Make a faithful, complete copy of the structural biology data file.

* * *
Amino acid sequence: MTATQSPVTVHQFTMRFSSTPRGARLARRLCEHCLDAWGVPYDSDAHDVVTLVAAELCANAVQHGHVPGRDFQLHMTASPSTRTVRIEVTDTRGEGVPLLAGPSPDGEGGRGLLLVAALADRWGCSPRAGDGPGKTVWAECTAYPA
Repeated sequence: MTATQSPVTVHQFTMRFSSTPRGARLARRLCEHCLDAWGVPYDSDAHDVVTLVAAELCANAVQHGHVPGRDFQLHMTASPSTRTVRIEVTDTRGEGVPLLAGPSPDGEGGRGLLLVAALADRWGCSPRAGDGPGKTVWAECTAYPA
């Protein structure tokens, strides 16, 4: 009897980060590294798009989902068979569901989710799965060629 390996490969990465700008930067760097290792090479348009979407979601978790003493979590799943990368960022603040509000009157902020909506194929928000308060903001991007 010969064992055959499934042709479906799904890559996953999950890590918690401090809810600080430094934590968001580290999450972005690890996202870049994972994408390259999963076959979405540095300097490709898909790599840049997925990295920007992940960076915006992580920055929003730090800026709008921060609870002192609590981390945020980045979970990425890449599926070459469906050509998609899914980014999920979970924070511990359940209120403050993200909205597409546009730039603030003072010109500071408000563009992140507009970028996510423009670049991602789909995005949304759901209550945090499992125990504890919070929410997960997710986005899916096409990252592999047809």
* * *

Amino acid sequence: MTATQSPVTVHQFTMRFSSTPRGARLARRLCEHCLDAWGVPYDSDAHDVVTLVAAELCANAVQHGHVPGRDFQLHMTASPSTRTVRIEVTDTRGEGVPLLAGPSPDGEGGRGLLLVAALADRWGCSPRAGDGPGKTVWAECTAYPA
Repeated sequence: MTATQSPVTVHQFTMRFSSTPRGARLARRLCEHCLDAWGVPYDSDAHDVVTLVAAELCANAVQHGHVPGRDFQLHMTASPSTRTVRIEVTDTRGEGVPLLAGPSPDGEGGRGLLLVAALADRWGCSPRAGDGPGKTVWAECTAYPA
């Protein structure tokens, strides 16, 4: 009897980060590294798009989902068979569901989710799965060629 390996490969990465700008930067760097290792090479348009979407979601978790003493979590799943990368960022603040509000009157902020909506194929928000308060903001991007 010969064992055959499934042709479906799904890559996953999950890590918690401090809810600080430094934590968001580290999450972005690890996202870049994972994408390259999963076959979405540095300097490709898909790599840049997925990295920007992940960076915006992580920055929003730090800026709008921060609870002192609590981390945020980045979970990425890449599926070459469906050509998609899914980014999920979970924070511990359940209120403050993200909205597409546009730039603030003072010109500071408000563009992140507009970028996510423009670049991602789909995005949304759901209550945090499992125990504890919070929410997960997710986005899916096409990252592999047809």